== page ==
If you want a great synopsis of the state of the planet and whether you should be worried about the future, you should set aside an hour over this holiday break to sit down and listen to this excellent (and simultaneously non-excellent) talk by Lester Brown. It is packed with head-turning numbers and specifics. It’s the best overall presentation of the state of our planet I’ve heard in a long time. Even if the emotional message of it is hard to figure out.

FIND THE TIME FOR THIS — YOU’LL NEED 42 MINUTES. This year, instead of turning to religion for hope, you might want to turn to science, technology and society for your dose of hope via this very concise and interesting presentation by one of the grand old men of the environmental movement, Lester Brown.

brown eye


How can a talk be simultaneously excellent and non-excellent? How can a talk be boring, disastrous and perfect. It has to do with different audiences.

This talk by Lester Brown is amazingly good if you’ve got a long attention span, have no need for visuals, and can listen close enough and be smart enough to get your message ONLY from the substance of what he says, not from the style.

On the other hand, if you’re a short attention span person (like most of our society today and the artist half of my brain) it has the potential to be disastrous. First off, he says absolutely nothing with the style channel of communication. His largely monotonic voice does not waiver from when he’s talking about the grimness in his first third by describing a potential “perfect storm” of population explosion, global warming, and crop failure as soon as 2030. He’s predicting total calamity, and doing it without even changing the pacing of his words, versus the end of the talk when he pretty much says it’s starting to look like we may have this environmental thing licked. But with the same emotionless sterile delivery.

By the end of the talk he’s telling about how we’ve moved out of the age of coal, into the age of oil, and are now clearly headed to the age of wind — Yay! But he delivers this hugely optimistic good news with … alas … the same dispassionate even keel as the bad news. Which is great if you’re an academic and can get your cues just from the text delivered, but not so much if you’re a multi-tasking soccer dad who is trying to listen to this while talking to the wife on the phone and picking up the kids from practice. That audience member will have a hard time answering his friend’s questions that evening when he mentions at a cocktail party that he listened to this talk and they ask, “So what’s Lester Brown saying, are we doomed or not?”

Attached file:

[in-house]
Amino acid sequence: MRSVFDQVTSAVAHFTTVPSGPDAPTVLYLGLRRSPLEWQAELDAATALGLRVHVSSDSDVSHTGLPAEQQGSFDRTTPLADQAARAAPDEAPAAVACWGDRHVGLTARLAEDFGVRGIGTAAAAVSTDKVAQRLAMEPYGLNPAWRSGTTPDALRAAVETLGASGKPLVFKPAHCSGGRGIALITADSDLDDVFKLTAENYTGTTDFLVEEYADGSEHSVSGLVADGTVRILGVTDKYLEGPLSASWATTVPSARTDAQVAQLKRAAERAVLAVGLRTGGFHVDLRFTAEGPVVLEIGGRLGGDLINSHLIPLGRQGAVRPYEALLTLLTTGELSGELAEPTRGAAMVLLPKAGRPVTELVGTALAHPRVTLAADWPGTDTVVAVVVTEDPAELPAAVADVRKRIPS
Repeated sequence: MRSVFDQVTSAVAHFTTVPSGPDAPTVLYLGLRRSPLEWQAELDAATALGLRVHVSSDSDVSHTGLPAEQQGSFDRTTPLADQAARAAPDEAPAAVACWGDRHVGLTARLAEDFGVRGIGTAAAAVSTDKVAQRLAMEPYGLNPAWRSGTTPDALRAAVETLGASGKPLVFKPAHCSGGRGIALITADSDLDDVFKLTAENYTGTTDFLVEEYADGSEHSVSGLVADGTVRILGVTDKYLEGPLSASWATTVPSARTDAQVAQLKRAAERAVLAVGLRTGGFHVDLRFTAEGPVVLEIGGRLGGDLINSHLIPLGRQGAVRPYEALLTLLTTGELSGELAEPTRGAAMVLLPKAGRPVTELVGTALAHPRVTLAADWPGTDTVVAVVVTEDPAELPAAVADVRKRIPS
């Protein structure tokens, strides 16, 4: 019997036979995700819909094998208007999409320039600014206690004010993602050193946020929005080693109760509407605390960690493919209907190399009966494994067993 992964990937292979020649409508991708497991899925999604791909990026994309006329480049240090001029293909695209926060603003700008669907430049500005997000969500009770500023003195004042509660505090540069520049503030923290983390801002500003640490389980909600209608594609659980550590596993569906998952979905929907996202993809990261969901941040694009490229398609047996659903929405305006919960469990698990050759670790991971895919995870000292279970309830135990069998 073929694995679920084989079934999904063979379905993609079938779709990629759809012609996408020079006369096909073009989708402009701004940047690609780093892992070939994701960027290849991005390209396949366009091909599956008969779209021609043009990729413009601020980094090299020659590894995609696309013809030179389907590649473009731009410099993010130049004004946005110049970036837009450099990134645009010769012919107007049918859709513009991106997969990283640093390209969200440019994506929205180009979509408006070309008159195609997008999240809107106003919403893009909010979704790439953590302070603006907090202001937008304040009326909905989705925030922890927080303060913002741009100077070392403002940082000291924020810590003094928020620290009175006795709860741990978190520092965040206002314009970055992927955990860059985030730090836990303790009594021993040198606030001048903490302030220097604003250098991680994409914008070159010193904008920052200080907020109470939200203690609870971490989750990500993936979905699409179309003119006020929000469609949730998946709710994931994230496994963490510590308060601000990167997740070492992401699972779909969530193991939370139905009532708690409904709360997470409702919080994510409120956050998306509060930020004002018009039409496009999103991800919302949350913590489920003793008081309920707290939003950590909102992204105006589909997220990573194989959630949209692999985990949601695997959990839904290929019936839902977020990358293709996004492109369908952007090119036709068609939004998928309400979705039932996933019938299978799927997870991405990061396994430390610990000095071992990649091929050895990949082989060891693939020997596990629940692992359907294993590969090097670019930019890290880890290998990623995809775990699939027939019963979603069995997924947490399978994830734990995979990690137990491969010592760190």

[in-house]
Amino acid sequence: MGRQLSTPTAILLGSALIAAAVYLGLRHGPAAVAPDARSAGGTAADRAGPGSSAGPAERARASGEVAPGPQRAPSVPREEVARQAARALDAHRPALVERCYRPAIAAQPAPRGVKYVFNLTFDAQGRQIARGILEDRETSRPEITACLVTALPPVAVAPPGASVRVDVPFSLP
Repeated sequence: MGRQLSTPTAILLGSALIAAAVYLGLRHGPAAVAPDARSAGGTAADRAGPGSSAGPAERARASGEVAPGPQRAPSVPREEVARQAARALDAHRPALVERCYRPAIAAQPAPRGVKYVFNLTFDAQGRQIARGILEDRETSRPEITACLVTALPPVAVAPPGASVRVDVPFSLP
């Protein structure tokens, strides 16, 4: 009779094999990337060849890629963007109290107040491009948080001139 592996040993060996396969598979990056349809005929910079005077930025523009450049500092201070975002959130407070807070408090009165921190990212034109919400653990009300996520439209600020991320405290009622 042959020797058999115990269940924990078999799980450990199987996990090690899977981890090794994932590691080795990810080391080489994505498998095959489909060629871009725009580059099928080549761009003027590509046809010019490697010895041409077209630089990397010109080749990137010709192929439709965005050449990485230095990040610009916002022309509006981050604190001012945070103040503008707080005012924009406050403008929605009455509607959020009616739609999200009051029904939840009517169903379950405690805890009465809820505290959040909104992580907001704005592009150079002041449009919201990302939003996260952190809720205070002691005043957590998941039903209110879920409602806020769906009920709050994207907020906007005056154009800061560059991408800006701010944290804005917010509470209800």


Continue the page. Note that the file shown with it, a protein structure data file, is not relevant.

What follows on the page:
The even worse news is that the last third of the talk is so packed with optimism that it would be very easy for a listener to come to the conclusion of, “Hey, we’re doin’ it! We’re actually saving the planet! Yay, I can quit worrying!”



Seriously. The broader messaging dynamics of this talk are a mess. And not the least of which is that he begins by saying, “The title of the latest book that came out earlier this year, “World on the Edge,” is intended to create a sense of urgency.” Well … if you wrote the book … and you want to create a sense of urgency … why are you so relaxed and presenting your talk in an utterly non-urgent manner?

You might answer, well, that’s just who he is — it’s his style of presentation. But I’m telling you that ALL elements of presentation come into play. This is like the people at NSF giving boring talks about science that are promoted with the slogan, “Science is Fun!” No, it’s not. Not if your presentation isn’t fun.

I mean, it’s comical, but it’s no different than the most boring, lifeless, droid of a person saying, “I’m really excited about the work I’ve been doing lately.” Yes, your substance says you’re excited, but your style doesn’t. It’s that simple.

So I hate to say anything critical about this talk because it is very, very good. In fact, why in the world can’t President Obama just take the EXACT transcript of what Lester Brown says here and deliver it to the entire nation in a national address. It really poops all over the climate skeptics. The statistics on wind power and fazing out of coal plants and implementation of energy efficient bulbs just absolutely steam rolls over the climate skeptics in their efforts to combat the climate movement as the numbers really do say, “It’s happening.”

My recommendation is that you find an hour over the holidays, turn off your cell phone, do a few mind relaxing exercises to get your attention span ready to listen for 42 minutes, then hit play. It is the most concise and broad ranging presentation I’ve heard in a long time that will give you a clear idea of how there really is hope for humanity. Which is a nice message for the holidays.